Listen here from 29:09

Any additional suggestions welcome!

You can see the rap battle they repeatedly reference here:

The Ko Wen-je collab here:


And more of Chunyan’s music here.

Slang from Taiwan: 很「派」 Very Pie = Fierce

The Taiwanese equivalent to 「兇」 (Mandarin xiong1 fierce/ferocious/tetchy/short-tempered) is generally written as 「歹」(dai3 in Mandarin) and pronounced pháiⁿ. However, recently, the substitution of the word 「派」(pai4) has been cropping up in otherwise Mandarin sentences, often in an indication of an underlying irony or sarcasm behind the comment.

This first came to my attention, when an acquaintance posted this meme in response to another person’s comments in a Facebook thread:

What the f.ck are you talking about?

咧 here stands in for the Taiwanese for 在 (Thanks for the tip Leon)
工 is standing in for the Taiwanese pronunciation of 講
三 is standing in for what
小 is standing in for the Taiwanese word for sperm, but here it’s just like using f.ck or hell.

Another friend then said “很派” in response. And given who the friend is, I’m assuming the sarcasm was intended.

A more obvious example, is here, as used on ptt:

魯妹拿出逗貓棒準備跟灰塵貓來場激烈的運動 沒想到貓貓一把搶走逗貓棒自己玩得很開心 還露出凶狠的表情
(The single loser that I am took out a cat teaser so Dusty could get some vigorous exercise, but with one swoop the cat took the teaser and started playing with it himself all happy, and even flashed me a fierce look.)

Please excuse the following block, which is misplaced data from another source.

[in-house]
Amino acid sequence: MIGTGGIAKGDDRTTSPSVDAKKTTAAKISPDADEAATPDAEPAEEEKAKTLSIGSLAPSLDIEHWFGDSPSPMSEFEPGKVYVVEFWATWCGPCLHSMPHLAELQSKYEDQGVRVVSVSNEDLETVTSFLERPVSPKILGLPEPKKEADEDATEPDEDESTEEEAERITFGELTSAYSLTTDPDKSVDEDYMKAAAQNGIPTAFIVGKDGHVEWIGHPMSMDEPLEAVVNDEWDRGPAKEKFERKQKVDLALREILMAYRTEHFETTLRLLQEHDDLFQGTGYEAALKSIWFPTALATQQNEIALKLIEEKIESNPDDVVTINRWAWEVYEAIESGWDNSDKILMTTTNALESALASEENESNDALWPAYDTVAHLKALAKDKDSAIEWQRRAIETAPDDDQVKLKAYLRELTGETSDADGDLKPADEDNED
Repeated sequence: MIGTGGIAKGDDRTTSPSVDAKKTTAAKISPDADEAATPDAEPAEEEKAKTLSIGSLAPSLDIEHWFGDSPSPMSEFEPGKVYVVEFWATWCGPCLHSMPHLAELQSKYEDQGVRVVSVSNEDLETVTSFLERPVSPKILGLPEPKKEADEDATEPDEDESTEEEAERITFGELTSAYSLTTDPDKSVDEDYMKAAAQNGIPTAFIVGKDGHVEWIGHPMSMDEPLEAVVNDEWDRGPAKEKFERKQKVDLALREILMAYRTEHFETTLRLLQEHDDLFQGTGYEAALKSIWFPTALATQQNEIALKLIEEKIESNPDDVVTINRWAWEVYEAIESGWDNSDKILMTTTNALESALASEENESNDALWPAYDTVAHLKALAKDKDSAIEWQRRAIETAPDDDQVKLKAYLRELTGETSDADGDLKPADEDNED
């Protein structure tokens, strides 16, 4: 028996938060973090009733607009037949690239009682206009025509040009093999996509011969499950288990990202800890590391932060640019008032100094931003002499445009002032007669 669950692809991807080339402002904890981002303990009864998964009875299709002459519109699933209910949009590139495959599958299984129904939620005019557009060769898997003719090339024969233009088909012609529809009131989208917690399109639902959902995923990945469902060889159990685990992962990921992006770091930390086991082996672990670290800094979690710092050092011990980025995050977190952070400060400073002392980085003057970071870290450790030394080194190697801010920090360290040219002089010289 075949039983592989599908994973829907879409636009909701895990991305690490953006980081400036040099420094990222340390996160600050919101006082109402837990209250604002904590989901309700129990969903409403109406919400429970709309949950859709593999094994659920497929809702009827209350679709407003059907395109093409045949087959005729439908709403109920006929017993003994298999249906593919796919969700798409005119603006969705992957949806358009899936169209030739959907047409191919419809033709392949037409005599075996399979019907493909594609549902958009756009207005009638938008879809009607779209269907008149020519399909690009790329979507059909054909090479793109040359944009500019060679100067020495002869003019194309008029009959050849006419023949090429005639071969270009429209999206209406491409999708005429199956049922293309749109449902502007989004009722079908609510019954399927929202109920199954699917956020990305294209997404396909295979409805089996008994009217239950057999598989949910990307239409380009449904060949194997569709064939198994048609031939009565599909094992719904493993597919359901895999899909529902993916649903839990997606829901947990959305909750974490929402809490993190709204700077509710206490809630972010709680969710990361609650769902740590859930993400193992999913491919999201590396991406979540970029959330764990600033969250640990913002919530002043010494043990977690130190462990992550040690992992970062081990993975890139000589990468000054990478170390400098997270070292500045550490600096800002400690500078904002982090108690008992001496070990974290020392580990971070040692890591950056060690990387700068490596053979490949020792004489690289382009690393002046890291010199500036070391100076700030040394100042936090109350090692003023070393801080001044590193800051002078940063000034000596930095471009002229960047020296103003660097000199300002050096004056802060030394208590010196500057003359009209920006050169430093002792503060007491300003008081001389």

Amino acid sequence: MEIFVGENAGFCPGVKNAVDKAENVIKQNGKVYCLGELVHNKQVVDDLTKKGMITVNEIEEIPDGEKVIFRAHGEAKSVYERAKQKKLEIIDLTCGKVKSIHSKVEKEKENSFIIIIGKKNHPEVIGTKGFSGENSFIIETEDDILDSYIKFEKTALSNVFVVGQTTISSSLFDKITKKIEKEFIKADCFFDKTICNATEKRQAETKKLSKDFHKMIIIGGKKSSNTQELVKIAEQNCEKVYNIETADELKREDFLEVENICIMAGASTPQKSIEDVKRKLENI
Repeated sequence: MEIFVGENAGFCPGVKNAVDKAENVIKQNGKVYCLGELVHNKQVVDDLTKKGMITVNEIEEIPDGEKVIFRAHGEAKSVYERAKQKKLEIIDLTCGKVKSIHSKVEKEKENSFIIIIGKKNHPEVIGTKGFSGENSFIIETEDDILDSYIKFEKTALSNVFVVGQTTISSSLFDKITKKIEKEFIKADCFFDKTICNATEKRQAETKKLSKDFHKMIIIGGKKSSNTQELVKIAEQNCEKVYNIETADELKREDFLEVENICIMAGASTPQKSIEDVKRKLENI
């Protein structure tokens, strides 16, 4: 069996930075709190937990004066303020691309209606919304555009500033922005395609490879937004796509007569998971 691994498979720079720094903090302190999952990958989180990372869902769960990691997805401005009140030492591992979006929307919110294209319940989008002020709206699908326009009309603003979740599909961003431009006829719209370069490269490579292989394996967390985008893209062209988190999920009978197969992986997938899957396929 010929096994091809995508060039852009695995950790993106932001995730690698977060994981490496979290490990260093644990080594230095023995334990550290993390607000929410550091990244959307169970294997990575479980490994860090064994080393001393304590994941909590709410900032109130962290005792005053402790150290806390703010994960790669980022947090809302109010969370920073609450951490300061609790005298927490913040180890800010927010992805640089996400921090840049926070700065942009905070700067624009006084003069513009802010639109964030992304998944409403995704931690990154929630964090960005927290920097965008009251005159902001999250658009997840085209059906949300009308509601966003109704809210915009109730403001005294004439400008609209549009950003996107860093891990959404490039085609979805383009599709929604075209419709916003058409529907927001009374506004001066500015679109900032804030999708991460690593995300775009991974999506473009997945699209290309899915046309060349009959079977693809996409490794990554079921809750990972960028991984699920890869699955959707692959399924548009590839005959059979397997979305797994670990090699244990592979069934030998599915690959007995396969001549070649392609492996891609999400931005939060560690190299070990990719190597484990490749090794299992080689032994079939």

With reference to this image:

很派
(So ferocious)

[…]

學姐貓只有在等罐頭的時候很派
(My cat is only ferocious when he’s waiting for me to open cans.)
With reference to this image:

Another example is when last year, Taipei’s subway lines all got their own Facebook accounts, and the Orange or Zhonghe-Xinlu Line (中和新蘆線) was called out as being 「很派」:

大膽起用次文化用語,扭轉刻板印象

而臉書上討論度最高的、最受歡迎的,是「很派」(台語諧音,意指很兇)、動不動就罵人「88-1」(88-1=87,白癡的諧音)的中和新蘆線。人物設定參考三重、蘆洲許多重義氣的宮廟兄弟形象。在和網友互動過程中,鮮明性格吸引多網友排隊「討罵」。

(Brave choice to borrow terms from sub-cultures to subvert stereotypes

And the most talked about on Facebook and most popular, was the vicious Zhonghe-Xinlu Line, which never shied from calling people 88-1 (87, Taiwanese pronunciation of 白癡). It’s character was based on the image of loyal temple brotherhoods (read: gang members). While it was interacting with internet users, its unique character had internet users lining up to be cussed out.)

Hmm… yeah, I’m not really clear on how that was subverting stereotypes either, but ok…

OK, before class is dismissed, time to set some homework: use the following words in your Facebook comments over the next week to try and add a little maturity and open-mindedness to the conversation:

Vocab List:
88-1
討罵
魯妹
腐女
很派
到底咧工三小